Is Your Job Killing Your Game?

Personal Training in North Scottsdale - Method Athlete

Is Your Job Killing Your Game?

There are a lot of funny answers to that question and most of them start with a “yes.” Sitting at a desk all day is something millions of us do at work that is not funny. The truth is that sitting at a desk or any static position for a long period of time can actually affect the muscles that are used to protect your lower back during your swing.

The most commonly reported golf injuries involve the lower back, and many blame the golf swing. The truth is that having an improper “S-posture” on the tee is an indication of posture issues from earlier in the day. A Czech Republic therapist named Vladamir Janda was the first person to recognize what is called Lower Crossed Syndrome or in golf, S-Posture. This muscle imbalance is caused by the combination of weak and tight muscles and is often caused by sitting for long periods of time. This syndrome is a contributing factor to many major swing flaws and injury.

Here is how it works: when your muscles are inactive for a long period of time they become weaker and shorter, while others become tighter. Picture yourself sitting in a chair all day. Your hip flexors and lower back become shortened and tight from inactivity. As a result your gluts and abdominal muscles will also be affected from not being used. What picks up the slack? Your lower back! When you stand up to walk your hip flexors are basically on lock down, leaving your back to do all of the heavy lifting from a compromised position. Imagine these muscles getting worked this way five days a week, then bright and early you head to the course on Saturday.
The result is S-posture on the tee and an increased risk of injury. Weak gluts and tight hip flexors cause early hip extension, resulting in an inability to properly hit through the ball and follow through correctly. A tight back and weak abs also make it difficult to turn and stay down on the ball on both the back swing and the down swing.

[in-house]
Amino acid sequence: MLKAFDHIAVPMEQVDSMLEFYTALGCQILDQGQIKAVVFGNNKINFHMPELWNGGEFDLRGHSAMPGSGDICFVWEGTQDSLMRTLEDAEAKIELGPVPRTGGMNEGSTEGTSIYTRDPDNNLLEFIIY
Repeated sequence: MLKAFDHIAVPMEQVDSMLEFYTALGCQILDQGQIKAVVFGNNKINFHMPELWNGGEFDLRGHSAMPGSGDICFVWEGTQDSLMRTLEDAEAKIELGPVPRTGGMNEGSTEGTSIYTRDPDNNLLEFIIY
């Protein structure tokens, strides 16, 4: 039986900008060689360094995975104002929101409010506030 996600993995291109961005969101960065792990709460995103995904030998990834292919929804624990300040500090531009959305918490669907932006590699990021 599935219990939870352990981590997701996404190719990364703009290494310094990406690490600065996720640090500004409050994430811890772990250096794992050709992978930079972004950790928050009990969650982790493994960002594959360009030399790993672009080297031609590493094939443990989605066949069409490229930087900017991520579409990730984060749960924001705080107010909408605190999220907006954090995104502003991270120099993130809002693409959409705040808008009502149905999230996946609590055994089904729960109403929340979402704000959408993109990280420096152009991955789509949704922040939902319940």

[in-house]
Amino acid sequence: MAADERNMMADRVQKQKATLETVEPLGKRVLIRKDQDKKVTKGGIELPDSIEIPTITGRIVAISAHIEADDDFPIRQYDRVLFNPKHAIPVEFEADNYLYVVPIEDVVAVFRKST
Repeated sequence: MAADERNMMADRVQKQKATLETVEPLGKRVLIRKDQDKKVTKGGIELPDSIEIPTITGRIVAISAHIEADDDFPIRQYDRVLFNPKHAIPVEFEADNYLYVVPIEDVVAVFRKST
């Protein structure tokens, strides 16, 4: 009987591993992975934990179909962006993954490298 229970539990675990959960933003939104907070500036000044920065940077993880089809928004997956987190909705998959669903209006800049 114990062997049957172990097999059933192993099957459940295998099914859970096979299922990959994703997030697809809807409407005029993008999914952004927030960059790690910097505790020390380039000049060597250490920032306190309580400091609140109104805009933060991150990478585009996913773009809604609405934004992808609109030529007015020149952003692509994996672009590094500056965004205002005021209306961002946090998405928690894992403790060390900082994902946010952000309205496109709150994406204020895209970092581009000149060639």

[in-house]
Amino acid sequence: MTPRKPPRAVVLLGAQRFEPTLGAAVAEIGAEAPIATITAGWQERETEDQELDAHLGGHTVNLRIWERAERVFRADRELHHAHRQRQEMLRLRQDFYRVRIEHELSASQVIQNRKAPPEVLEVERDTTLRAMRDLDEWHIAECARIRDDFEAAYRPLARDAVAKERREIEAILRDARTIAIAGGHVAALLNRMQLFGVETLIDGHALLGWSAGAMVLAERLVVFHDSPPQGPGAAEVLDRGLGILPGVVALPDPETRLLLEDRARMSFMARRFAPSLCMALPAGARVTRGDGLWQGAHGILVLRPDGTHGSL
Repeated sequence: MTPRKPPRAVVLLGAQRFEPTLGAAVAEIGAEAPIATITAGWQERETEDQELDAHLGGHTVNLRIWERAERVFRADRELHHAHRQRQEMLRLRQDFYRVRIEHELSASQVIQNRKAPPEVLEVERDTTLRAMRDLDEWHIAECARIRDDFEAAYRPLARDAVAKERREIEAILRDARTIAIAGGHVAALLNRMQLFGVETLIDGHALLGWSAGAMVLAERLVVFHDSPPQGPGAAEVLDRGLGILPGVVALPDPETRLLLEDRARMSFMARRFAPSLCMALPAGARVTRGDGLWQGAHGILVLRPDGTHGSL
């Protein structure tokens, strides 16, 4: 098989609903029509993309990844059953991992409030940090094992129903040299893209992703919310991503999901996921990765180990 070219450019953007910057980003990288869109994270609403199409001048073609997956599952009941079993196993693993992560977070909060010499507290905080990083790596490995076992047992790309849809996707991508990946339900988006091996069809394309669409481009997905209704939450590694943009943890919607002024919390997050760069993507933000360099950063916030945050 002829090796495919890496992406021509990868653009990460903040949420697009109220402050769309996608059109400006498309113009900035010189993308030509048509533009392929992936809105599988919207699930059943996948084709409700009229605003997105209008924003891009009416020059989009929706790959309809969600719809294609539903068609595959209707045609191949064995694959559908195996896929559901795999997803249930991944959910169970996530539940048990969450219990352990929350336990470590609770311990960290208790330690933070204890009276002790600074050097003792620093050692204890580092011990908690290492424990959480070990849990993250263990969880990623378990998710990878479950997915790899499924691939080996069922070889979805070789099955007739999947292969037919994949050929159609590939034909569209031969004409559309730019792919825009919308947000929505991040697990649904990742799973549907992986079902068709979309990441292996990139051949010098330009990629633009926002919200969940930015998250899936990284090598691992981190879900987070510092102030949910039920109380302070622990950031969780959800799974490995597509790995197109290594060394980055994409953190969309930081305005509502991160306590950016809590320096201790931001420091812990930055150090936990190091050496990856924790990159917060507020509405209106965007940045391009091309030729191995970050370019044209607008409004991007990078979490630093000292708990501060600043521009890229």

The good news is that this particular syndrome is easy to fix through proper stretching and training. Below are four exercises that can be done regularly to decrease your risk of lower back injury, prevent S-posture and increase your flexibility and strength.

To combat your day job and get a step closer to your tour card, we suggest doing the following exercises three times a week.

Hip Flexor Stretch:

Place one knee on the floor and step forward with the other foot into a lunge.
Lean your weight forward into your front foot, lowering the hip of the back leg toward the floor. Try to keep the front foot flat throughout.


Glut Bridge:

Lie on your back with your knees bent and feet flat, placing your hands at your sides.
Raise your hips off the floor, trying to make a straight line from your hips to your shoulders. Lower yourself back to the floor and repeat.


Knee to Chest Back Stretch:

Lie on your back with your feet up and your knees bent at 90 degrees holding behind your knees. Gently pull your knees to your chest, allowing your lower back to round slightly and repeat.

Reverse Crunch:


Lie on your back with your knees bent and feet flat, placing your hands at your sides.
Bring your knees into your chest with your legs bent, slightly rounding your lower back at the top position. Slowly lower your legs with your knees still bent to tap your heels on the floor and repeat.



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